Wetlands restoration project taking place at Jackson Lake
When you camp at your favorite State Park or plan a hunting a trip on your local State Wildlife Area (SWA), you likely havenít given a second thought to natural resources that exist on those properties.
However, you will notice when those resources are taken away or are no longer there. The landscape suddenly changes and our favorite open spaces do not seem so familiar. Such is the dilemma of Parks and Wildlife Managers when they consider long term habitat management projects and the impacts on our visitors.
One in the works is the wetlands restoration project at Jackson Lake State Park and neighboring Jackson Lake and Andrick Ponds SWAs. At the heart of the restoration is the removal of 60-plus acres of Russian olive trees. They are a tree that is prevalent throughout Colorado and especially in areas where water is scarce.
Originating from Southern Europe and Eastern Asia, the tree was planted throughout arid areas as windbreaks and for much needed shade on the sandy Great Plains. When permitted to grow without management, the tree will take over pasture lands and wetland areas increasing nitrogen in the soil and allowing other noxious weeds to take root. Growing in dense groves allows this thorny tree to out-compete native plant species and to draw large amounts of moisture from the soil and waterways.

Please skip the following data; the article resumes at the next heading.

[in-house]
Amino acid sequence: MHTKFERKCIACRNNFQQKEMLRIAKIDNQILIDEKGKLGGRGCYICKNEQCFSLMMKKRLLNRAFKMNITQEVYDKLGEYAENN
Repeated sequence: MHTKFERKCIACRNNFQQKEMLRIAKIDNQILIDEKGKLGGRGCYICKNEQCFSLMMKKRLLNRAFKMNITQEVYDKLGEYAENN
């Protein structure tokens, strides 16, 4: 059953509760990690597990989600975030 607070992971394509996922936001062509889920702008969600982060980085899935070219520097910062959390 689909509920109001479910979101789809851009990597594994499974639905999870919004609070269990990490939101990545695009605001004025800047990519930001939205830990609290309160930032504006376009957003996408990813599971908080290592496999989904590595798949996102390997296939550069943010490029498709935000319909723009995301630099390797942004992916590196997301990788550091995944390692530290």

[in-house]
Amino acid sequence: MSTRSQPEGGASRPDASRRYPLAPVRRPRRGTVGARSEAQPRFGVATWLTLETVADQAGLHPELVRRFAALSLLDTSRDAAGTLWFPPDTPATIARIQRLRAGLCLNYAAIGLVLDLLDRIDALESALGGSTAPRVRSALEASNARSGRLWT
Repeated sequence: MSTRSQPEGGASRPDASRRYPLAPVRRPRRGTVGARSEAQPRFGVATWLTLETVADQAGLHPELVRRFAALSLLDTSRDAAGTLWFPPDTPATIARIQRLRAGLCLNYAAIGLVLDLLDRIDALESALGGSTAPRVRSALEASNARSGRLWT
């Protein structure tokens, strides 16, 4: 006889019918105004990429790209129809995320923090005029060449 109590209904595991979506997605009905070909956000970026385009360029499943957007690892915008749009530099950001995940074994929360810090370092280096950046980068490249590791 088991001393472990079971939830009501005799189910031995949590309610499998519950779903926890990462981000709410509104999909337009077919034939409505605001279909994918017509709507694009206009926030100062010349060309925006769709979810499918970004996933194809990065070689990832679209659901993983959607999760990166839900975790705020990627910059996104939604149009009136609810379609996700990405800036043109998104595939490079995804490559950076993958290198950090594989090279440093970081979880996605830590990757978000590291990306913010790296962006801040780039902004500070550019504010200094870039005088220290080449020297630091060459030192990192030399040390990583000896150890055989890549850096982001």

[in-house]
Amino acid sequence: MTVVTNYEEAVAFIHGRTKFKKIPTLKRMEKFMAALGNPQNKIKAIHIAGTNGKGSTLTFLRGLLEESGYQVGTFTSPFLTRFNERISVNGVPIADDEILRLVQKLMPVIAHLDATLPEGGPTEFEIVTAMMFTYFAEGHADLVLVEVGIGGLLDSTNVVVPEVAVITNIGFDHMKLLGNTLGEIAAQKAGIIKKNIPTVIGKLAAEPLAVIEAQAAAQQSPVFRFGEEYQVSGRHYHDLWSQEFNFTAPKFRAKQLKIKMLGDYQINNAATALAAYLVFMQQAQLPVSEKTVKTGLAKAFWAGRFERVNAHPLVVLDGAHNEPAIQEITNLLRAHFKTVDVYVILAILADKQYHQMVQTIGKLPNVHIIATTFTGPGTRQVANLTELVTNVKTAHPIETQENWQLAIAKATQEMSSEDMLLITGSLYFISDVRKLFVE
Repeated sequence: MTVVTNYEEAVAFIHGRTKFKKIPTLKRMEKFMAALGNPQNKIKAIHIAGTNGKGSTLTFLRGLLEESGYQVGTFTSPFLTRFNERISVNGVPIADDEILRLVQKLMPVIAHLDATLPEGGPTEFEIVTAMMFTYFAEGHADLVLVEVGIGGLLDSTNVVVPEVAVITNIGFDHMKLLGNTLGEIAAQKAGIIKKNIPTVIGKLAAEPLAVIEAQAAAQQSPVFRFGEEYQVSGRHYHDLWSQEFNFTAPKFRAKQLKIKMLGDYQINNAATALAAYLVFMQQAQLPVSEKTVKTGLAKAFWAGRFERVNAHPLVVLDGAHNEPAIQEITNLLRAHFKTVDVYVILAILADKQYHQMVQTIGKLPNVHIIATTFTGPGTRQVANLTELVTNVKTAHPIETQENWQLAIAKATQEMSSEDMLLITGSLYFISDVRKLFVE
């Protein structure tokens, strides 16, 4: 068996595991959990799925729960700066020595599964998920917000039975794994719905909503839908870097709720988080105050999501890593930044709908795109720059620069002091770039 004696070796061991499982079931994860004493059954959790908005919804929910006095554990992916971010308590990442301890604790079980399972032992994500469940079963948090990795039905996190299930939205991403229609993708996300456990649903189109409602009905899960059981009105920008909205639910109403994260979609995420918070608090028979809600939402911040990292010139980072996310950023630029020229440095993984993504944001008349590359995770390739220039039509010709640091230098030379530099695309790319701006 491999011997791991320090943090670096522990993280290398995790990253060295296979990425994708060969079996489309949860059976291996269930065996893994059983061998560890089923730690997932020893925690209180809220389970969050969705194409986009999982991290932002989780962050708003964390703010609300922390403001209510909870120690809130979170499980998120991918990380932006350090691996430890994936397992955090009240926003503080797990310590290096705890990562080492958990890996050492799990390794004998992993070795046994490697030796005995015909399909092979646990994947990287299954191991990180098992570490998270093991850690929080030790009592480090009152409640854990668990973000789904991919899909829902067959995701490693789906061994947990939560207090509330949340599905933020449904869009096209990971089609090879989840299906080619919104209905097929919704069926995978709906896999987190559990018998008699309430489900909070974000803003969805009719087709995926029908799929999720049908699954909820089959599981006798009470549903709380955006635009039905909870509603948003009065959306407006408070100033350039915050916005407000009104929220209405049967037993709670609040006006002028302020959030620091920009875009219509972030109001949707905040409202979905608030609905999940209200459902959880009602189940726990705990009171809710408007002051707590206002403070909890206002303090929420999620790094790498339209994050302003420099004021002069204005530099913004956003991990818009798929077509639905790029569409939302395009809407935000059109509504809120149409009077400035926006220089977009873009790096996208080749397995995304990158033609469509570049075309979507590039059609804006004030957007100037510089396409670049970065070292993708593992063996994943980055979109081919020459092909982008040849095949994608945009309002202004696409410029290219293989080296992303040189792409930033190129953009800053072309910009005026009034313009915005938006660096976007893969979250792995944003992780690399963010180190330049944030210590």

Some estimates suggest that one tree will consume 75 gallons of water per day.
Impacts to wildlife are also great. Russian Olives can create some habitat and food sources for local wildlife however, with a forestry management plan that includes a diversity of trees and plants, wildlife diversity has been shown to also increase. Owls, bats, squirrels, and migratory birds are often unable to utilize Russian Olive groves for food and habitat.
In some areas, those trees have clogged ditches, destroyed fences and grown into roadways causing a chain effect of destruction.
A first phase of the wetlands restoration project is set to begin this fall at Jackson Lake. CPW land managers will use a phased three-year approach to address the most immediate needs such as those areas where trees have impacted infrastructure or pose a threat to property. Removal and treatment in these areas will limit large impacts on wildlife and allow for immediate replanting of native plants.
Previous work on other CPW areas has taught us that native species are very hardy and will rebound to fill the void created by Russian Olive removal. In most cases this creates a new opportunity for shade on your campsite or for habitat on your next hunt.
While the landscape will change over time, the goal is to make your CPW lands continue to feel familiar with each visit.